Breast cancer incidence continues to increase with age and 26% of breast cancer deaths each year are attributable to a diagnosis after age 74. However, the reduced life expectancy associated with being older decreases the likelihood of a screening benefit for some women who are in poor health. The good news is that a significant portion of women 75 years and older are in good health and can be expected to live considerably longer than 10 more years. According to the 2010 US life tables, 50% of 80-year-old women and 25% of 85-year-old women will live at least 10 years longer. So the ACS concludes that for women who are healthy and have at least a 10 year longer life expectancy, individualized decisions about screening mammogram should be considered.
Now I want to address the recommendation against clinical breast examination (CBE) for breast cancer screening. The ACS felt that there was moderate evidence that adding CBE to mammography screening increased the false positive rate. They also point out, however, that there are some studies that have shown that CBE will detect a small number of additional breast cancers (2% to 6%) compared with mammography alone. They found no data on whether patient outcomes are improved with CBE. Given that there was insufficient data about significant benefit and there was data on an increase in false positive rates, they decided not to recommend CBE. They also stated that there are time constraints in a typical clinic visit and that clinicians should use this time instead for ascertaining family history and counseling women to be alert to breast changes and the potential benefits, limitations and harms of screening mammography. Personally, I found this latter consideration to be inappropriate. There’s no reason why a clinician cannot talk to a patient while she or he is examining their breasts. The American Congress of Obstetricians and Gynecologists continue to recommend clinical breast exams. I have in the past found cancers in women who have had “normal” mammograms. I know this is anecdotal but it was very meaningful to these women and I will continue to perform CBE when my patients come to see me.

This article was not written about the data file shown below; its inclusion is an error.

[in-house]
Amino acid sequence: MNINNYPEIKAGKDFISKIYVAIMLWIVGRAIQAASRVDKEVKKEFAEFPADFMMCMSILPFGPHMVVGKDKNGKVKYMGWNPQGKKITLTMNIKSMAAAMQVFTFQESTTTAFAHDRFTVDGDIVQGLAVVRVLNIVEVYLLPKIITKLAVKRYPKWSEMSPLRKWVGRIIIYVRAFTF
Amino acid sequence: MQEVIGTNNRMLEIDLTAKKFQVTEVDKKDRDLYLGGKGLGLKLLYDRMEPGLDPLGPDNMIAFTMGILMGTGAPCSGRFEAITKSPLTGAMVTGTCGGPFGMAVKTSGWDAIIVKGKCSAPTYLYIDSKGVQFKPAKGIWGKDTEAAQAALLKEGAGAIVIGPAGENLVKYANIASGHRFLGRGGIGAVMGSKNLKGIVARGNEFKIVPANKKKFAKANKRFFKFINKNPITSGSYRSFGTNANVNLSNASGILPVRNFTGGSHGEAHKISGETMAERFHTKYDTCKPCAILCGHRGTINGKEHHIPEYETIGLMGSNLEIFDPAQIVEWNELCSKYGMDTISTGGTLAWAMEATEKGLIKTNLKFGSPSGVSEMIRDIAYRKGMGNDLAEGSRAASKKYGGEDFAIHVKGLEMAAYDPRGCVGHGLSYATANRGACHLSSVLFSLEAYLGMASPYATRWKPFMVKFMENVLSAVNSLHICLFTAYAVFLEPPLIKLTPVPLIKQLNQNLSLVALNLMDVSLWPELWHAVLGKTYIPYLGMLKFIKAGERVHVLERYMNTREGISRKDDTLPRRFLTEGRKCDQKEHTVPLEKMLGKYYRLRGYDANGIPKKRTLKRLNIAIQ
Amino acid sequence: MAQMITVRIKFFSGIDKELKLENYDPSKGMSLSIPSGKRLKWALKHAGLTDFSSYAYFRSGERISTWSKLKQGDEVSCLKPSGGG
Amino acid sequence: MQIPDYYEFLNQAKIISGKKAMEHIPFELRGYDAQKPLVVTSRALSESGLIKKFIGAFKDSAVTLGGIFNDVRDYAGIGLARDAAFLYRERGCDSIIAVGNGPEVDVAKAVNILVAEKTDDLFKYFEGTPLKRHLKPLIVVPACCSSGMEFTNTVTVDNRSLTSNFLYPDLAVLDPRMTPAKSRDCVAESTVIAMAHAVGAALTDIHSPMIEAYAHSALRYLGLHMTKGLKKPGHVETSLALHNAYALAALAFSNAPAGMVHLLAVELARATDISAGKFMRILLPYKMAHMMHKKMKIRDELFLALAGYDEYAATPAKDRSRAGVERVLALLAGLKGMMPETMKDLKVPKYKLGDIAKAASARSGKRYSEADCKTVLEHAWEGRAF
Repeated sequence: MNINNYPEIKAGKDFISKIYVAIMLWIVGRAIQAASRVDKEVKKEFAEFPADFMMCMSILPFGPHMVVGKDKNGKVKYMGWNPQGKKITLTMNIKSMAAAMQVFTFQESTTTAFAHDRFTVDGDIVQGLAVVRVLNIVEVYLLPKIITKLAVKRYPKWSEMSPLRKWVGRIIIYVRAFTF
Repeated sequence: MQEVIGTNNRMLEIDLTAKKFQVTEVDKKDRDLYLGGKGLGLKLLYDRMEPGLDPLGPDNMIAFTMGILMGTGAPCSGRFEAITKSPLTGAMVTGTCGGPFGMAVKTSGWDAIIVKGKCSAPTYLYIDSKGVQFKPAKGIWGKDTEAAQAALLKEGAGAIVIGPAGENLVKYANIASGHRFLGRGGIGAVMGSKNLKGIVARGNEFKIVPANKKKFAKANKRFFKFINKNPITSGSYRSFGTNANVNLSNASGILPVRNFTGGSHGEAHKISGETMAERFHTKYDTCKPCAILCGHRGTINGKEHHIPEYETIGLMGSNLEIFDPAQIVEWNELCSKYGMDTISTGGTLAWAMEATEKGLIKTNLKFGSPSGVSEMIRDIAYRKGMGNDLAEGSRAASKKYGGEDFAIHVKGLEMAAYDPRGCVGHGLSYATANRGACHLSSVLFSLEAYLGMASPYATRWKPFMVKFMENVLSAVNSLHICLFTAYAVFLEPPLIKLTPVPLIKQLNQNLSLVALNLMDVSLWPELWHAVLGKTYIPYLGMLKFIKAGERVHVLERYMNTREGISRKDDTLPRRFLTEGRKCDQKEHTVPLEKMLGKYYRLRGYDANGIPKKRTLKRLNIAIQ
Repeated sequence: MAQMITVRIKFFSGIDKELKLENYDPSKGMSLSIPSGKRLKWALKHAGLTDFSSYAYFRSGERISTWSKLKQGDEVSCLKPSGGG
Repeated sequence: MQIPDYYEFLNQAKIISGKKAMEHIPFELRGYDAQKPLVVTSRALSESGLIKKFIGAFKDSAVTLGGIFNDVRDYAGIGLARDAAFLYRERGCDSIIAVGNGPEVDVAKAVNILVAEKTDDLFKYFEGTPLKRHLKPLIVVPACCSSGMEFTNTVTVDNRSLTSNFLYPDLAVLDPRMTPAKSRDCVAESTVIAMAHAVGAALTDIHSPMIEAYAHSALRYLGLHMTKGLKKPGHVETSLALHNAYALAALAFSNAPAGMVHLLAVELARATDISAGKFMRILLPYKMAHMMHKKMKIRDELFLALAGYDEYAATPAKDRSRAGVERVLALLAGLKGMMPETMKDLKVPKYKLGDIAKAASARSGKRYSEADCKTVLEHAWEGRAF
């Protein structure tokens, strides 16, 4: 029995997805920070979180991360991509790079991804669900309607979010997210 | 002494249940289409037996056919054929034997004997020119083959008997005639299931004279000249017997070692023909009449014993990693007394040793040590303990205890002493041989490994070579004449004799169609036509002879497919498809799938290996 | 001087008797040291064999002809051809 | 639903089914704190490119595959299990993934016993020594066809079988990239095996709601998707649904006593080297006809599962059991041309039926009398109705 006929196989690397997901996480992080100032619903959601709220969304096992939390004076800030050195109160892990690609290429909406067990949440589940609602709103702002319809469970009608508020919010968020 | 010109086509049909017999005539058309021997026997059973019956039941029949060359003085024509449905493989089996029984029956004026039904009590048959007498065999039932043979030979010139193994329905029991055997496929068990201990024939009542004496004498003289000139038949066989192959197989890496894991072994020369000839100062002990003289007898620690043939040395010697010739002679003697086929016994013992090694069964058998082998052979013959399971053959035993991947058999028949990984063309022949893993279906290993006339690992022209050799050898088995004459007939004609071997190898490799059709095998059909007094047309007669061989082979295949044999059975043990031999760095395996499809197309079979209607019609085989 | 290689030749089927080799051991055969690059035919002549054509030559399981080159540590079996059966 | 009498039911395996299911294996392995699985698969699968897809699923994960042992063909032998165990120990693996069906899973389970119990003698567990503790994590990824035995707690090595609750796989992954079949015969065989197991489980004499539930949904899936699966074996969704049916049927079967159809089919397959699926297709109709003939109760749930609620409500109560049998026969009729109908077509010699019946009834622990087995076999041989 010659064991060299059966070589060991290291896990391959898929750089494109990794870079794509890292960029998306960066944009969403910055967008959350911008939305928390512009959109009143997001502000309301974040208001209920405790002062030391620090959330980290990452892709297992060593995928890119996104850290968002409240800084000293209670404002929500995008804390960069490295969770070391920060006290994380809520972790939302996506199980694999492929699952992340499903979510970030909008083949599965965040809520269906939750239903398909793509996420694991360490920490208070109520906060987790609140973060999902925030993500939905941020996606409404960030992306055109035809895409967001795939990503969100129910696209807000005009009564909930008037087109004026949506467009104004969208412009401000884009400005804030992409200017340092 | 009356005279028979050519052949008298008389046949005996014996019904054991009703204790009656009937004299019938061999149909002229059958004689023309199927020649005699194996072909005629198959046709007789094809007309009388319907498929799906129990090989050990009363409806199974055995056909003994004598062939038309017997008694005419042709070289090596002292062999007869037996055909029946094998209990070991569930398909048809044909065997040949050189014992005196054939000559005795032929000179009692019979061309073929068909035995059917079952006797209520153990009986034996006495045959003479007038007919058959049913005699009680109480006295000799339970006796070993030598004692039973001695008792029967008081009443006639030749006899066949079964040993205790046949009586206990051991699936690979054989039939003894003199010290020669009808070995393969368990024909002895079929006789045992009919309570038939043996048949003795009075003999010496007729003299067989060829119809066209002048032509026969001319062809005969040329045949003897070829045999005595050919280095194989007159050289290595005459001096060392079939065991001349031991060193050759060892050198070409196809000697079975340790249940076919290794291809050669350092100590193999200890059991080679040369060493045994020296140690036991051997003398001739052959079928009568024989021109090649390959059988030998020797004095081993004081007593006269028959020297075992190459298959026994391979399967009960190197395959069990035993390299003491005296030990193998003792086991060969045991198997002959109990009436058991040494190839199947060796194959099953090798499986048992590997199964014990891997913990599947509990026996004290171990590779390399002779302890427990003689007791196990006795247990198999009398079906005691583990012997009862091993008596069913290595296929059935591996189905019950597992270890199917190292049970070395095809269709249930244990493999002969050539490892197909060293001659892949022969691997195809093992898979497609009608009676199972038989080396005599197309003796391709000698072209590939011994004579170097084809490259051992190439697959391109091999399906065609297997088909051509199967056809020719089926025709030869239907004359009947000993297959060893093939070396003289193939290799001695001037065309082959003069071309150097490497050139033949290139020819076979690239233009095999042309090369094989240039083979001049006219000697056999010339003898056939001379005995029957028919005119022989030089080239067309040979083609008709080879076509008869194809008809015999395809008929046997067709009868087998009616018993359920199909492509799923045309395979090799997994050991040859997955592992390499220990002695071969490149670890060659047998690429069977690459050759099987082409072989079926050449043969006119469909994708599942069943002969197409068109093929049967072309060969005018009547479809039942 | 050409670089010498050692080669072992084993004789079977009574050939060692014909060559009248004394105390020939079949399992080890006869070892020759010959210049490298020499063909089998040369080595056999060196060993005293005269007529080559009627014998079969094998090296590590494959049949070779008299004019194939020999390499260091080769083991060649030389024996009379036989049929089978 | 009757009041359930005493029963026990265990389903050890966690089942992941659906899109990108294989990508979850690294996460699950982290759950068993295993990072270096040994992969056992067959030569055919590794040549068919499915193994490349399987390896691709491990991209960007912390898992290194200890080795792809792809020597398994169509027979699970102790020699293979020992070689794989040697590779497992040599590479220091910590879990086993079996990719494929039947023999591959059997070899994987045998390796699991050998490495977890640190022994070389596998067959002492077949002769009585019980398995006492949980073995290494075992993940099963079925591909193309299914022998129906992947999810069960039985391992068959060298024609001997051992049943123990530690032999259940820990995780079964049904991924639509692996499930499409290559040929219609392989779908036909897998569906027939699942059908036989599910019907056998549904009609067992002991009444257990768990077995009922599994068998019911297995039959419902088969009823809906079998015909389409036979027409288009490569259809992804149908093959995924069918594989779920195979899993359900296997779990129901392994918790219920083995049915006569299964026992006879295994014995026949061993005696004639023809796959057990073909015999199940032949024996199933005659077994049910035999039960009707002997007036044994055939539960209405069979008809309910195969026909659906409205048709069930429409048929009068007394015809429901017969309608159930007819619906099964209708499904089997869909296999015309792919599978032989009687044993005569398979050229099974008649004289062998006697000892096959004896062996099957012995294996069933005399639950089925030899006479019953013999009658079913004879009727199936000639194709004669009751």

The ACS recommendations are not written in stone and they differ from other organizations which makes this confusing. I hope I was able to explain what they did suggest. In their final conclusions the ACS recognizes “that the balance of benefits and harms will be close in some instances and that the spectrum of women’s values and preferences will lead to varying decisions. The intention of this new guideline is to provide both guidance and flexibility for women about when to start and stop screening mammography and how frequently to be screened for breast cancer”.
Once more I will end this fairly long website article with the usual “Discuss this with your physician…”